So when Sam began to feel flutters of strange sensations when in the Gate room, she didn't think twice about it. Even if the reaction was different from what she usually experienced around the Gate, it was only to be expected that she would react in some way when in close proximity to what was, at its core, a giant superconductor.

When the sensations coalesced one day into something more solid and familiar – a tingling under the skin, like her blood was humming; a quickness of breath; an elevated heart rate – she chalked it up to Teal'c's presence. Since Jolinar, she felt much the same way any time she was near him, the naquadah in her blood reacting to the presence of his symbiote. But the sensations grew beyond anything she had experienced with Teal'c. More than mere murmurs of feelings, they would swell into shouts she had trouble focusing past. It wasn't until she was working alone in the Gate room one night, tweaking the navigation system on a UAV, that it hit her.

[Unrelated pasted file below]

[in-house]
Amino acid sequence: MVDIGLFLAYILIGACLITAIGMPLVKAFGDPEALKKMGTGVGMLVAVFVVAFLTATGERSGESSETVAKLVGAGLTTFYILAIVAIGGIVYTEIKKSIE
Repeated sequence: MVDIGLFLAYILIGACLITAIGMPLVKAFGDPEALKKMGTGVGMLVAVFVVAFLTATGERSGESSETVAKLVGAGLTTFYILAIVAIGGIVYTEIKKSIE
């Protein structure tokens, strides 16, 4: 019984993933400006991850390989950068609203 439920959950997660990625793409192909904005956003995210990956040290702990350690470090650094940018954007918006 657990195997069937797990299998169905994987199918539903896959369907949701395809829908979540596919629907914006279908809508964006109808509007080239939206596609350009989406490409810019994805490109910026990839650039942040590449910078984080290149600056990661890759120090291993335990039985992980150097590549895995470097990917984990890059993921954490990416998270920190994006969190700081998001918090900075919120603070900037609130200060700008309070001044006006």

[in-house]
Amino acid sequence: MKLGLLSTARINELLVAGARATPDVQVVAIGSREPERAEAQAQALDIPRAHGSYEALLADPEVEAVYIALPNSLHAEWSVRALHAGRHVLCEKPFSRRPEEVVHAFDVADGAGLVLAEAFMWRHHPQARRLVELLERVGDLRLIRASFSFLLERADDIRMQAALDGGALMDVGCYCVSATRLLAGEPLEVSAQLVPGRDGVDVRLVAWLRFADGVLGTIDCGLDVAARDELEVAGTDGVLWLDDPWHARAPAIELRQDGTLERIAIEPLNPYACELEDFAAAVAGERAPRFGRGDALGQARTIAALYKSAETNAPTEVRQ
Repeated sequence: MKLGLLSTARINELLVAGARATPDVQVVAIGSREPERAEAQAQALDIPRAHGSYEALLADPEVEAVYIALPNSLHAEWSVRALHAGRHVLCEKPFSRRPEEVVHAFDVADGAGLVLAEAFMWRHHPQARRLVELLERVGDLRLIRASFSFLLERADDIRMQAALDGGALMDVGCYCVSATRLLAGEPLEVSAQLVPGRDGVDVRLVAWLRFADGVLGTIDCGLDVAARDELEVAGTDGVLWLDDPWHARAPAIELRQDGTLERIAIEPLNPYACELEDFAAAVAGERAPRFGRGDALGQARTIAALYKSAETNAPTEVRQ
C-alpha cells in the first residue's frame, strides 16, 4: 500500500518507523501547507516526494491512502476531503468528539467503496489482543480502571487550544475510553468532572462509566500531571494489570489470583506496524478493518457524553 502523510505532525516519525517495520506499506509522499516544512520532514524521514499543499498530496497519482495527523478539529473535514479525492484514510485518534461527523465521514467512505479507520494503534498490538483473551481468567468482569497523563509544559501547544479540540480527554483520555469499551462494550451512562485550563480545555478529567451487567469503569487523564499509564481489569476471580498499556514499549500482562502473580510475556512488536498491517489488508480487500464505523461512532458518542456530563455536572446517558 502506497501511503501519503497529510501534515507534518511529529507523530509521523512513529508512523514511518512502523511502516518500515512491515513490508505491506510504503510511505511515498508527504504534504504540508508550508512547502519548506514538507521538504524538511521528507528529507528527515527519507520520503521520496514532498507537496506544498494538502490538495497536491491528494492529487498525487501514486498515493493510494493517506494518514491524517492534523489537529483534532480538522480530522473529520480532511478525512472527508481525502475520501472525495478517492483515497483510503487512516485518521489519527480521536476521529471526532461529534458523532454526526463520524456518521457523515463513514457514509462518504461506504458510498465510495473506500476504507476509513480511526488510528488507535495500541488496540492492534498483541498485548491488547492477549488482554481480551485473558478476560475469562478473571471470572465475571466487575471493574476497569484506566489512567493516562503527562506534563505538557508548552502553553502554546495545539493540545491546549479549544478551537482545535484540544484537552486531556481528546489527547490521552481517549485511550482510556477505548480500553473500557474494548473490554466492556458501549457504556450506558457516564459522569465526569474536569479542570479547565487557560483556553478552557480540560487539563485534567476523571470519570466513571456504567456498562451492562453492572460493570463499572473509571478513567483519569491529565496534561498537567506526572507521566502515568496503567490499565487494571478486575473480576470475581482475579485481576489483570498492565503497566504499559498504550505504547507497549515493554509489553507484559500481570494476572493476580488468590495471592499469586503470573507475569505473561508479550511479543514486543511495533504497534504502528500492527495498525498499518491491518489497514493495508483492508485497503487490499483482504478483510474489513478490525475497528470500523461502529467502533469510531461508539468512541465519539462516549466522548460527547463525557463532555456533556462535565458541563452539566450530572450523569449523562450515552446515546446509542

It wasn't Teal'c. It was the Gate.

The truth of it was so obvious she was fairly stunned it hadn't occurred to her before. Whatever naquadah Teal'c's symbiote contained, it was infinitesimally small compared to the amount that comprised the Gate. Of course the Gate would affect her.

Ever the scientist, once aware of the cause of her reaction she tested its limits, wanting to suss out its mysteries, categorize and catalogue and empirically rate in a concerted effort to reassert some measure of control over herself. Deciding to start at the beginning, she went to the R&D lab and pulled the hand device from its locked storage bin. Focusing past the same stomach-churning disgust she always felt, she focused on the curiosity, cautiously buried for so long, and, beneath that, the now familiar tingling in her blood.

The relatively small amount of naquadah in the device gave her chills, like an unseen blast of cold air had blown over her. The amount in the Gate left her feeling lightheaded, not unlike being a little drunk, and she couldn't help but grin as she stood at the base of the ramp, mind whirling. Sam thought it might be something like being able to sense the power of a solar flare, or the energy stored in a nuclear warhead. It was heady and overwhelming and a tiny bit terrifying.